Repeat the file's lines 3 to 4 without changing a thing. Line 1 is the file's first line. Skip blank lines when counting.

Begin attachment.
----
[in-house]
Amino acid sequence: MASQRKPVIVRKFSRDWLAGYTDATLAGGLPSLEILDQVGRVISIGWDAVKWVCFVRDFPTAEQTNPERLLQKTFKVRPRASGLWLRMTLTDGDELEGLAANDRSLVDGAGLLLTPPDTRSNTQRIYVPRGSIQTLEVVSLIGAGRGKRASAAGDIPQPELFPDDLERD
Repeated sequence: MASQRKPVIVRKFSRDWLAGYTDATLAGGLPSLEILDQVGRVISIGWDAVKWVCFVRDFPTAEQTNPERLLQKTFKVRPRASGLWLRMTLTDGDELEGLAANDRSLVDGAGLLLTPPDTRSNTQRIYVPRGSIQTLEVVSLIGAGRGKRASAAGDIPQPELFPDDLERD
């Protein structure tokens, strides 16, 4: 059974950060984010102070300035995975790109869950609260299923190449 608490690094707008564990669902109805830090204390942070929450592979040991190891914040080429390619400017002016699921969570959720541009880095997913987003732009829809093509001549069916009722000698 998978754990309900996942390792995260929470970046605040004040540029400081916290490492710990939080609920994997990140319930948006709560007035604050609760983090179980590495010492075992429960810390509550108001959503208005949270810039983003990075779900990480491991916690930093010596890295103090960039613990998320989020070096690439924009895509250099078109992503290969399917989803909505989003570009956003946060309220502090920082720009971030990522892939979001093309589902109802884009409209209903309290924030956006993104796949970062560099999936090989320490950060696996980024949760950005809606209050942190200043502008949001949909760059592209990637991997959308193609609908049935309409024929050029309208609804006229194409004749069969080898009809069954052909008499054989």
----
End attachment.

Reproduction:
Repeated sequence: MASQRKPVIVRKFSRDWLAGYTDATLAGGLPSLEILDQVGRVISIGWDAVKWVCFVRDFPTAEQTNPERLLQKTFKVRPRASGLWLRMTLTDGDELEGLAANDRSLVDGAGLLLTPPDTRSNTQRIYVPRGSIQTLEVVSLIGAGRGKRASAAGDIPQPELFPDDLERD
């Protein structure tokens, strides 16, 4: 059974950060984010102070300035995975790109869950609260299923190449 608490690094707008564990669902109805830090204390942070929450592979040991190891914040080429390619400017002016699921969570959720541009880095997913987003732009829809093509001549069916009722000698 998978754990309900996942390792995260929470970046605040004040540029400081916290490492710990939080609920994997990140319930948006709560007035604050609760983090179980590495010492075992429960810390509550108001959503208005949270810039983003990075779900990480491991916690930093010596890295103090960039613990998320989020070096690439924009895509250099078109992503290969399917989803909505989003570009956003946060309220502090920082720009971030990522892939979001093309589902109802884009409209209903309290924030956006993104796949970062560099999936090989320490950060696996980024949760950005809606209050942190200043502008949001949909760059592209990637991997959308193609609908049935309409024929050029309208609804006229194409004749069969080898009809069954052909008499054989």